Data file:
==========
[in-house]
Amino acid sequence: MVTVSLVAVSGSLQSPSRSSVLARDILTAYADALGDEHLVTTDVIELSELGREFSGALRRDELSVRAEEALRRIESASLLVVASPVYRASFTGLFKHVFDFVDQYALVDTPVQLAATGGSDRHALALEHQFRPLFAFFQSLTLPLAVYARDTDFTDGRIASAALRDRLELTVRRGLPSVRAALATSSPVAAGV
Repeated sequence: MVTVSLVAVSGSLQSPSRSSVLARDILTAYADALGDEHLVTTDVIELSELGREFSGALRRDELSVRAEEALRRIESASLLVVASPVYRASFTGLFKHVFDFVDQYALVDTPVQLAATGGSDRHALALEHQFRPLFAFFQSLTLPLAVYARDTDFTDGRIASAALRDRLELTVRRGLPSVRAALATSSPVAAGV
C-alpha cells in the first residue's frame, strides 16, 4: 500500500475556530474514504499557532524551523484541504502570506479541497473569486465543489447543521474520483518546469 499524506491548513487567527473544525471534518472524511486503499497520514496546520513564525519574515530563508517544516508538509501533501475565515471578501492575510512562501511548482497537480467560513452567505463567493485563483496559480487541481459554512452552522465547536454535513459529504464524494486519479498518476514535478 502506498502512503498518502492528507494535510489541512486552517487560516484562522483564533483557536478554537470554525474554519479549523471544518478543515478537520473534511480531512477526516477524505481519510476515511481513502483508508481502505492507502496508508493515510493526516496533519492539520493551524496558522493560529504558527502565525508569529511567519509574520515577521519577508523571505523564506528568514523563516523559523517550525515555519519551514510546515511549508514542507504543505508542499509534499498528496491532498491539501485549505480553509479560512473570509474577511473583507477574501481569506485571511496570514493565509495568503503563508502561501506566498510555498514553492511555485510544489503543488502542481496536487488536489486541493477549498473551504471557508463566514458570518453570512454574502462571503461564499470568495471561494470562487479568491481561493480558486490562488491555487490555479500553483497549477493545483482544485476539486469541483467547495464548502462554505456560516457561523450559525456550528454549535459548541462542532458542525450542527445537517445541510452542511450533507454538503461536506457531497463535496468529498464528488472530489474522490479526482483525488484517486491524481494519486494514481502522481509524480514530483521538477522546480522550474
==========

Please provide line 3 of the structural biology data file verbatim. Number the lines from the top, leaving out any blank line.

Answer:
Repeated sequence: MVTVSLVAVSGSLQSPSRSSVLARDILTAYADALGDEHLVTTDVIELSELGREFSGALRRDELSVRAEEALRRIESASLLVVASPVYRASFTGLFKHVFDFVDQYALVDTPVQLAATGGSDRHALALEHQFRPLFAFFQSLTLPLAVYARDTDFTDGRIASAALRDRLELTVRRGLPSVRAALATSSPVAAGV